|Classification and external resources|
Buschke–Ollendorff syndrome, also known as Dermatofibrosis lenticularis disseminata, is a rare genetic disorder associated with LEMD3. It is believed to be inherited in an autosomal dominant manner.
It is named for Abraham Buschke and Helene Ollendorff Curth who described it in a 45-year-old woman. Its frequency is almost 1 case per every 20'000 people and is equally found in both males and females.
Buschke–Ollendorff syndrome is inherited in an autosomal dominant manner. This means that the defective gene responsible for the disorder is located on an autosome, and one copy of the defective gene is sufficient to cause the disorder when inherited from a parent who also has the disorder.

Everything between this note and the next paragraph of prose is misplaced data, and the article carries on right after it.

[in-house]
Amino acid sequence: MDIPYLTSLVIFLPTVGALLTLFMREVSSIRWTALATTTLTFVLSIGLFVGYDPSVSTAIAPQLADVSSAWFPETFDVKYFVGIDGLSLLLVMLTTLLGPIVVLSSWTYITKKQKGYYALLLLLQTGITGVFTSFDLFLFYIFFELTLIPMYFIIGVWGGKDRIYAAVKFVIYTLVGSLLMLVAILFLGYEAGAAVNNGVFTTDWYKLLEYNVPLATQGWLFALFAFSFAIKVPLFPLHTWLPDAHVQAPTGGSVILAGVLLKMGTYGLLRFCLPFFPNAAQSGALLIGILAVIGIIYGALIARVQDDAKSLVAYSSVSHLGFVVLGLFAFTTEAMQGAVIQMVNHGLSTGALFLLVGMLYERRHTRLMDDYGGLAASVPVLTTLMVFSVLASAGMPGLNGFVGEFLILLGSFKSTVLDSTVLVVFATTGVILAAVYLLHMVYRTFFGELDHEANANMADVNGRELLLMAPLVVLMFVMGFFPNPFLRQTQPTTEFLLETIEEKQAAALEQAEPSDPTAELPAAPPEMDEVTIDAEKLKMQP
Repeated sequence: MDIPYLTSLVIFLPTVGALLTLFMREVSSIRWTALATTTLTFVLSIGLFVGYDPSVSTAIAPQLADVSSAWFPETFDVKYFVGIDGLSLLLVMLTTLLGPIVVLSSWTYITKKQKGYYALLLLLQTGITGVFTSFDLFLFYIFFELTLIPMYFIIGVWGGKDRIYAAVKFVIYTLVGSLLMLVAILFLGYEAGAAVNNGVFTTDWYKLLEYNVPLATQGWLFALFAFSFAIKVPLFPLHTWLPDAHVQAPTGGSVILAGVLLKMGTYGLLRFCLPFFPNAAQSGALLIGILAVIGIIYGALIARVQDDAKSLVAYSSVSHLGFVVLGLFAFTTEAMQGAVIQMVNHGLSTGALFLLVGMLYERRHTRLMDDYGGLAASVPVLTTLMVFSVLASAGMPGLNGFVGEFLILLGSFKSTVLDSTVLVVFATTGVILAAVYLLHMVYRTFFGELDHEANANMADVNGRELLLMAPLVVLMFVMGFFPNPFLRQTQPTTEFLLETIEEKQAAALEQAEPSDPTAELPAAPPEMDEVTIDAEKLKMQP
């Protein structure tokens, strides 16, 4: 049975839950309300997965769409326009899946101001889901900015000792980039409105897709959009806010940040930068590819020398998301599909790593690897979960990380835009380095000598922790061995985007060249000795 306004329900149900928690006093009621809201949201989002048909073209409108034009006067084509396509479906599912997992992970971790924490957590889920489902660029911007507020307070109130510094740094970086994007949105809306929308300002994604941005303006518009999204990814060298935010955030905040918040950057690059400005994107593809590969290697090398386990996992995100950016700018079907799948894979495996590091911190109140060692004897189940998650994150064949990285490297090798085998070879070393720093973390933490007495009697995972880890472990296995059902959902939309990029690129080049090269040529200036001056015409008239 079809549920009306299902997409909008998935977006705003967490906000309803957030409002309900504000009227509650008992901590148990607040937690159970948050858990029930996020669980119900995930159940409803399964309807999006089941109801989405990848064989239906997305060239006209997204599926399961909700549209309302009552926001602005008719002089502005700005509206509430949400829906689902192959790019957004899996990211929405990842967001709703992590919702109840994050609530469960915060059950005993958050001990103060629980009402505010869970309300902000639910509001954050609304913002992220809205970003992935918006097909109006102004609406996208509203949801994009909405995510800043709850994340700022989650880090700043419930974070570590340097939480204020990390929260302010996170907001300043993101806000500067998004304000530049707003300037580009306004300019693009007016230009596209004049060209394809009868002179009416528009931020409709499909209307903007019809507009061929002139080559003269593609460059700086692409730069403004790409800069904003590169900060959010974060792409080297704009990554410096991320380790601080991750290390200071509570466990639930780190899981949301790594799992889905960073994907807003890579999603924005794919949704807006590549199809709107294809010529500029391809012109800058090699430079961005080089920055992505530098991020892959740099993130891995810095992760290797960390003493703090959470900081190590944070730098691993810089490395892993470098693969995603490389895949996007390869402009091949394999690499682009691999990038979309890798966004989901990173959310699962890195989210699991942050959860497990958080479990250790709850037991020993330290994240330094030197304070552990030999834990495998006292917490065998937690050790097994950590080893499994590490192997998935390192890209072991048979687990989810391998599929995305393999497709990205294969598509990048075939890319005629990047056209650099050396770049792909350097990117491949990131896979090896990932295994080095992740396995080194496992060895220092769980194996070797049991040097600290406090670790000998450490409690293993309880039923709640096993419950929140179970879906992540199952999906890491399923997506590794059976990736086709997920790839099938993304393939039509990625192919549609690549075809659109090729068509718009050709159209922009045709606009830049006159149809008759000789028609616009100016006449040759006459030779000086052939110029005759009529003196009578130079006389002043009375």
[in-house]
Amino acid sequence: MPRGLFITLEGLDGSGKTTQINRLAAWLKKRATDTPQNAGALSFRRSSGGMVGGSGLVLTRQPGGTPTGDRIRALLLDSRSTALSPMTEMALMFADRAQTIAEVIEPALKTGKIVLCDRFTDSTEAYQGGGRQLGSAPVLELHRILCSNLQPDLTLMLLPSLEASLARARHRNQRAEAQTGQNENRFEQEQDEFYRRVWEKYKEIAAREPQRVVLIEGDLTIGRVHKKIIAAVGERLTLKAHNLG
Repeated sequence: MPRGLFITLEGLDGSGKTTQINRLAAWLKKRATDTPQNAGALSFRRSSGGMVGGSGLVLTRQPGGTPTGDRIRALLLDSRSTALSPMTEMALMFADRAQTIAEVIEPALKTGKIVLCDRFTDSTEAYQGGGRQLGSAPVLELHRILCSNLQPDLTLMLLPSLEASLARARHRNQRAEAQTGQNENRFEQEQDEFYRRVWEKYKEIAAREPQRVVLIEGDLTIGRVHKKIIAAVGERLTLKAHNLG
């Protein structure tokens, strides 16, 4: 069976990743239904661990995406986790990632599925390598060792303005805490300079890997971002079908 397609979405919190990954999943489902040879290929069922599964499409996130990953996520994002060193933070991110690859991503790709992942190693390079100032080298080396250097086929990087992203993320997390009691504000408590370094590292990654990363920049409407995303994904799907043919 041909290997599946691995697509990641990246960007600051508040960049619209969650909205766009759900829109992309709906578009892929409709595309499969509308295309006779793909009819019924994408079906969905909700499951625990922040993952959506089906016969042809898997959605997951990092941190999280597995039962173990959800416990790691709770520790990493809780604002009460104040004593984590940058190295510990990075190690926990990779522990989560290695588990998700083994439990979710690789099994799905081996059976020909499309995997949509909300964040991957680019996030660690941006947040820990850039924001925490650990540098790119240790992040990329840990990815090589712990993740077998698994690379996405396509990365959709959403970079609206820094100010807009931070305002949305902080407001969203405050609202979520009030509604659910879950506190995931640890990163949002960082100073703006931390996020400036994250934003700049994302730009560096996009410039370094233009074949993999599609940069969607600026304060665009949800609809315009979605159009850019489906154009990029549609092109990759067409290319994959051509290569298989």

- List of cutaneous conditions
- List of radiographic findings associated with cutaneous conditions
- Rapini, Ronald P.; Bolognia, Jean L.; Jorizzo, Joseph L. (2007). Dermatology: 2-Volume Set. St. Louis: Mosby. ISBN 1-4160-2999-0.
- Online Mendelian Inheritance in Man (OMIM) 166700
- synd/1803 at Who Named It?
- A. Buschke, H. Ollendorff-Curth. Ein Fall von Dermatofibrosis lenticularis disseminata und Osteopathia condensans disseminata. Dermatologische Wochenschrift, Hamburg, 1928, 86: 257–262.
- Lukasz Matusiak (2 July 2008), Dermatofibrosis Lenticularis (Buschke–Ollendorf Syndrome), eMedicine, retrieved 2009-09-05
|This genetic disorder article is a stub. You can help Wikipedia by expanding it.|